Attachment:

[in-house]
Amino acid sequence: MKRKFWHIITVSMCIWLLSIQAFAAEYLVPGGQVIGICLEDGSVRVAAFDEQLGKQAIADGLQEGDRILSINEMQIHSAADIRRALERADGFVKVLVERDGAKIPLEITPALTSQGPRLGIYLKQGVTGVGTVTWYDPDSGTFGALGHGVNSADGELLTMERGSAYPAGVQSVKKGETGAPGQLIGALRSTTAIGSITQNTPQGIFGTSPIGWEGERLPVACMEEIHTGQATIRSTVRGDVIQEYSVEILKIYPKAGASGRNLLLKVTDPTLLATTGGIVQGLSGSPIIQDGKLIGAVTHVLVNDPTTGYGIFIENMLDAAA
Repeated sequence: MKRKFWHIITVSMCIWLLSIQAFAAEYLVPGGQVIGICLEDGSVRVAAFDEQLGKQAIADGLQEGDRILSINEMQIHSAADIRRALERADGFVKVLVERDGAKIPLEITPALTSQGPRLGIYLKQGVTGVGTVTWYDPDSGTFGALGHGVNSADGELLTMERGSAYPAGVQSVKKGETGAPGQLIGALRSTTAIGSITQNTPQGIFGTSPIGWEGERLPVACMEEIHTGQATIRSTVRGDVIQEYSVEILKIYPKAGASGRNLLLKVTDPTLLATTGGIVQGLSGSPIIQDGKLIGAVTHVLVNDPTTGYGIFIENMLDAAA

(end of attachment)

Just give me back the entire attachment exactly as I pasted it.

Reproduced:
[in-house]
Amino acid sequence: MKRKFWHIITVSMCIWLLSIQAFAAEYLVPGGQVIGICLEDGSVRVAAFDEQLGKQAIADGLQEGDRILSINEMQIHSAADIRRALERADGFVKVLVERDGAKIPLEITPALTSQGPRLGIYLKQGVTGVGTVTWYDPDSGTFGALGHGVNSADGELLTMERGSAYPAGVQSVKKGETGAPGQLIGALRSTTAIGSITQNTPQGIFGTSPIGWEGERLPVACMEEIHTGQATIRSTVRGDVIQEYSVEILKIYPKAGASGRNLLLKVTDPTLLATTGGIVQGLSGSPIIQDGKLIGAVTHVLVNDPTTGYGIFIENMLDAAA
Repeated sequence: MKRKFWHIITVSMCIWLLSIQAFAAEYLVPGGQVIGICLEDGSVRVAAFDEQLGKQAIADGLQEGDRILSINEMQIHSAADIRRALERADGFVKVLVERDGAKIPLEITPALTSQGPRLGIYLKQGVTGVGTVTWYDPDSGTFGALGHGVNSADGELLTMERGSAYPAGVQSVKKGETGAPGQLIGALRSTTAIGSITQNTPQGIFGTSPIGWEGERLPVACMEEIHTGQATIRSTVRGDVIQEYSVEILKIYPKAGASGRNLLLKVTDPTLLATTGGIVQGLSGSPIIQDGKLIGAVTHVLVNDPTTGYGIFIENMLDAAA